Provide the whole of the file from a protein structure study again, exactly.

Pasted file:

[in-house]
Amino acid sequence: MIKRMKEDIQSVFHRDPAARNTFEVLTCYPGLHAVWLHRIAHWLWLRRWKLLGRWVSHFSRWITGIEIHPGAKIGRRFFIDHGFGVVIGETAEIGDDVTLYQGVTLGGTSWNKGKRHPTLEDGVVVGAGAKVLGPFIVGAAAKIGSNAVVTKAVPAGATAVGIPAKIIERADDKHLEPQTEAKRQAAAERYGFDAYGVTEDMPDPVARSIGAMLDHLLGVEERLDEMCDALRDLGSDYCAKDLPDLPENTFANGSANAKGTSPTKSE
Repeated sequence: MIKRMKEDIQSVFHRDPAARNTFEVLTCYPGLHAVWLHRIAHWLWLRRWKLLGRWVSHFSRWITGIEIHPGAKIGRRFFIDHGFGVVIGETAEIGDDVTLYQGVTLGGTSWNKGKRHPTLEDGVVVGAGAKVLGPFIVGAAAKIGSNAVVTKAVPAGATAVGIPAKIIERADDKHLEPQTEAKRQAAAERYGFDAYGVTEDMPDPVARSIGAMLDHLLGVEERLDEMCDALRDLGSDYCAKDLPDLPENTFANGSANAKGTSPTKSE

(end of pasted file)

[in-house]
Amino acid sequence: MIKRMKEDIQSVFHRDPAARNTFEVLTCYPGLHAVWLHRIAHWLWLRRWKLLGRWVSHFSRWITGIEIHPGAKIGRRFFIDHGFGVVIGETAEIGDDVTLYQGVTLGGTSWNKGKRHPTLEDGVVVGAGAKVLGPFIVGAAAKIGSNAVVTKAVPAGATAVGIPAKIIERADDKHLEPQTEAKRQAAAERYGFDAYGVTEDMPDPVARSIGAMLDHLLGVEERLDEMCDALRDLGSDYCAKDLPDLPENTFANGSANAKGTSPTKSE
Repeated sequence: MIKRMKEDIQSVFHRDPAARNTFEVLTCYPGLHAVWLHRIAHWLWLRRWKLLGRWVSHFSRWITGIEIHPGAKIGRRFFIDHGFGVVIGETAEIGDDVTLYQGVTLGGTSWNKGKRHPTLEDGVVVGAGAKVLGPFIVGAAAKIGSNAVVTKAVPAGATAVGIPAKIIERADDKHLEPQTEAKRQAAAERYGFDAYGVTEDMPDPVARSIGAMLDHLLGVEERLDEMCDALRDLGSDYCAKDLPDLPENTFANGSANAKGTSPTKSE